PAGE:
A Choice of Nonviolence

"Nonviolence means avoiding not only external physical violence but also internal violence of spirit. You not only refuse to shoot a [hu]man, but you refuse to hate him [or her]." Martin Luther King, Jr.

Monday, May 10, 2010

Volunteers Work Preparing Wall

(l-r) Jessica Wallace, Jammie Waterson, Kendall Rucker and

Ruth Andrews (lead artist) on a recent workday at the future mural site.

Details of the Journey

One section of the mural will depict Joseph Sanford of Boone County, Kentucky. Dr. Veta Tucker, Professor of English and Africian American Studies and Chair of the Michigan Freedom Trail Commission , writes of Joseph Sanford's experience:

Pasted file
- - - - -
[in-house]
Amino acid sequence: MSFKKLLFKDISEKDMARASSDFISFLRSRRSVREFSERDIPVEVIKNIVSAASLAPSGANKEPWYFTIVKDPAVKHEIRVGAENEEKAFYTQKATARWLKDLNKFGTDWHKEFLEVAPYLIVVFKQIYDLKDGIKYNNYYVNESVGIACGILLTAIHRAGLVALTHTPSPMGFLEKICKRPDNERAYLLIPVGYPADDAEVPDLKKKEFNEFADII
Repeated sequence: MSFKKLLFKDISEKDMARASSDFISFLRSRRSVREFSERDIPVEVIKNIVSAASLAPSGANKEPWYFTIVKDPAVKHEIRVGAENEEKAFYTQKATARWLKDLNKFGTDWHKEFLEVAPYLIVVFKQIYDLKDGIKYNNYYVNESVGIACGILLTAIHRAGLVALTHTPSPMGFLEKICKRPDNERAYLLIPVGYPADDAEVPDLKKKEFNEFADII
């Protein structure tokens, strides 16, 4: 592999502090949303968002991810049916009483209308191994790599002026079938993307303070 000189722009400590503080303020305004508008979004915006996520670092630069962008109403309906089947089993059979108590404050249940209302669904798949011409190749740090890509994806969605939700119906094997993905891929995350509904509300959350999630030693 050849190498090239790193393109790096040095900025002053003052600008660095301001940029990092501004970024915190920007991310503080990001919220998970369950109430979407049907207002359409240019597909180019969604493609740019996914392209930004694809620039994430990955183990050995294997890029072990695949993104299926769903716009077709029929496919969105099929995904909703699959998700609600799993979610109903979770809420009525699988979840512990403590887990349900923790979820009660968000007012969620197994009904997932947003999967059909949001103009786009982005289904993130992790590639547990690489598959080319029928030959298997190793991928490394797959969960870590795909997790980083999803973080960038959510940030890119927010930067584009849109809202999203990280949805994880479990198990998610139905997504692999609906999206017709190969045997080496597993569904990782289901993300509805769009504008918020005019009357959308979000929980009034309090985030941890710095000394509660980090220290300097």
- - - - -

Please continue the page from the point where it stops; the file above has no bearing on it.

"On Easter Sunday in 1847 when everything on the farm was quiet, Joseph Sanford and some of his friends left John Graves' farm in Boone County, Kentucky hoping never to come back. Joseph's wife and son and some of the others who left with Joseph that night lived on John Graves' brother's farm in nearby Kenton County. To avoid walking down the open roads, the freedom-seekers walked through the dark woods. It took them longer than usual to walk the twelve miles to Covington, Kentucky, but they made it before daylight. When they went down to the riverbank, there was no one there to row them across the Ohio River. They spotted a skiff, and all thirteen of them climbed in. The skiff was so overloaded that the water almost poured in the sides, but by sitting very still, they rowed across the river to the Ohio shore just as the sun came up. Joseph was very afraid that he would cross the path of someone who had seen him in Cincinnati before because he had driven his 'master's' wagon many times to Cincinnati to sell farm produce. Instead of familiar faces, however, the freedom-seekers met strangers they had never seen before. The strangers were slave-catchers who pretended to help Joseph Sanford and the others find a safe place to hide."